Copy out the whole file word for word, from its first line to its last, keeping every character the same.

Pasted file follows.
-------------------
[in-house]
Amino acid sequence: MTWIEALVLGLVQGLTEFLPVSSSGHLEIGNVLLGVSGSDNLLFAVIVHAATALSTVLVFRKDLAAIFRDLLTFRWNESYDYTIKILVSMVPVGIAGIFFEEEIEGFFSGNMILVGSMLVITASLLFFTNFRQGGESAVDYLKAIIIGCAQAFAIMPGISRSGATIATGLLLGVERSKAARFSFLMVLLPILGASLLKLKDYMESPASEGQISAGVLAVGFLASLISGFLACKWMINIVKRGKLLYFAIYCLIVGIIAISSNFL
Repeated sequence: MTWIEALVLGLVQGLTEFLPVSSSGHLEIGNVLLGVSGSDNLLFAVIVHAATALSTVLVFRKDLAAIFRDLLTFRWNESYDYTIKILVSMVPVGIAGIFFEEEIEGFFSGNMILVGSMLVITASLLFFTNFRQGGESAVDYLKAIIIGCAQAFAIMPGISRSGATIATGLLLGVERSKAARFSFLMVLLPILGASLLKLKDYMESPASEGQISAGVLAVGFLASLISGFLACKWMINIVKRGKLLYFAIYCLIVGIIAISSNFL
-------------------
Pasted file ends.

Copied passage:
[in-house]
Amino acid sequence: MTWIEALVLGLVQGLTEFLPVSSSGHLEIGNVLLGVSGSDNLLFAVIVHAATALSTVLVFRKDLAAIFRDLLTFRWNESYDYTIKILVSMVPVGIAGIFFEEEIEGFFSGNMILVGSMLVITASLLFFTNFRQGGESAVDYLKAIIIGCAQAFAIMPGISRSGATIATGLLLGVERSKAARFSFLMVLLPILGASLLKLKDYMESPASEGQISAGVLAVGFLASLISGFLACKWMINIVKRGKLLYFAIYCLIVGIIAISSNFL
Repeated sequence: MTWIEALVLGLVQGLTEFLPVSSSGHLEIGNVLLGVSGSDNLLFAVIVHAATALSTVLVFRKDLAAIFRDLLTFRWNESYDYTIKILVSMVPVGIAGIFFEEEIEGFFSGNMILVGSMLVITASLLFFTNFRQGGESAVDYLKAIIIGCAQAFAIMPGISRSGATIATGLLLGVERSKAARFSFLMVLLPILGASLLKLKDYMESPASEGQISAGVLAVGFLASLISGFLACKWMINIVKRGKLLYFAIYCLIVGIIAISSNFL